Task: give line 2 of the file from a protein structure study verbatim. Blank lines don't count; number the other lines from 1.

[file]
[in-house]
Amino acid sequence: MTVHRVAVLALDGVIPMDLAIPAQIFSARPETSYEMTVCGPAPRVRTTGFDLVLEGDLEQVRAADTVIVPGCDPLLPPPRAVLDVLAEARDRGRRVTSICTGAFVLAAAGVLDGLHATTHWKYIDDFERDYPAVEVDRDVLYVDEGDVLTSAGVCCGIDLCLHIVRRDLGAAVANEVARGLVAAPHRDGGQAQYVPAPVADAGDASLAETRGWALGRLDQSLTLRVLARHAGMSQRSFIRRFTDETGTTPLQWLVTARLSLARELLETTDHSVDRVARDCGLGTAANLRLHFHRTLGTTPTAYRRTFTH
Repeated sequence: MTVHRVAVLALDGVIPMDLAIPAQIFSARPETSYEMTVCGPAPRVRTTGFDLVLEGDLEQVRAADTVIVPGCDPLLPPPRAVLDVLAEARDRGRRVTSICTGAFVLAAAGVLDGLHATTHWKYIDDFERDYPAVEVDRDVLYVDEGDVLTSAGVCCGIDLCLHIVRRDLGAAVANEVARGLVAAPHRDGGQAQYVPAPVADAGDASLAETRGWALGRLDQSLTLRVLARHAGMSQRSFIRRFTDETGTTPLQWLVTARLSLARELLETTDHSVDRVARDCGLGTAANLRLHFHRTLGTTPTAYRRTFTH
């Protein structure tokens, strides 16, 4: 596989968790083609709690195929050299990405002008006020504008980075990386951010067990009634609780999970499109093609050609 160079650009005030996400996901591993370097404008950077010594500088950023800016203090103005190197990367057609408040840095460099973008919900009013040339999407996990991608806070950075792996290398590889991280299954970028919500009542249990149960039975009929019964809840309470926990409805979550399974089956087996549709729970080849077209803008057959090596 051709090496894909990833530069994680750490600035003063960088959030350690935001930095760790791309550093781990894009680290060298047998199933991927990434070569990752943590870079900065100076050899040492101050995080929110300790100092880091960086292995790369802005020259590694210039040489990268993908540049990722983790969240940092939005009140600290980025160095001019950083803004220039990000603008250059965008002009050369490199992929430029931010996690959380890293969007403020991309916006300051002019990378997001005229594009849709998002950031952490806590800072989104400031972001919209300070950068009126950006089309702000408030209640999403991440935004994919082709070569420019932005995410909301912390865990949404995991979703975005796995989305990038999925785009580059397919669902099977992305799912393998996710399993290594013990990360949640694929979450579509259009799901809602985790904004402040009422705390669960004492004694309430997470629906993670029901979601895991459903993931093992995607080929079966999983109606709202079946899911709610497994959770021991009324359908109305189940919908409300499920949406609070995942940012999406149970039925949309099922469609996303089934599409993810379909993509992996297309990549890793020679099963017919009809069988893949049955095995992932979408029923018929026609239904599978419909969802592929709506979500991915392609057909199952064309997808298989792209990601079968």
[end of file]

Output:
Amino acid sequence: MTVHRVAVLALDGVIPMDLAIPAQIFSARPETSYEMTVCGPAPRVRTTGFDLVLEGDLEQVRAADTVIVPGCDPLLPPPRAVLDVLAEARDRGRRVTSICTGAFVLAAAGVLDGLHATTHWKYIDDFERDYPAVEVDRDVLYVDEGDVLTSAGVCCGIDLCLHIVRRDLGAAVANEVARGLVAAPHRDGGQAQYVPAPVADAGDASLAETRGWALGRLDQSLTLRVLARHAGMSQRSFIRRFTDETGTTPLQWLVTARLSLARELLETTDHSVDRVARDCGLGTAANLRLHFHRTLGTTPTAYRRTFTH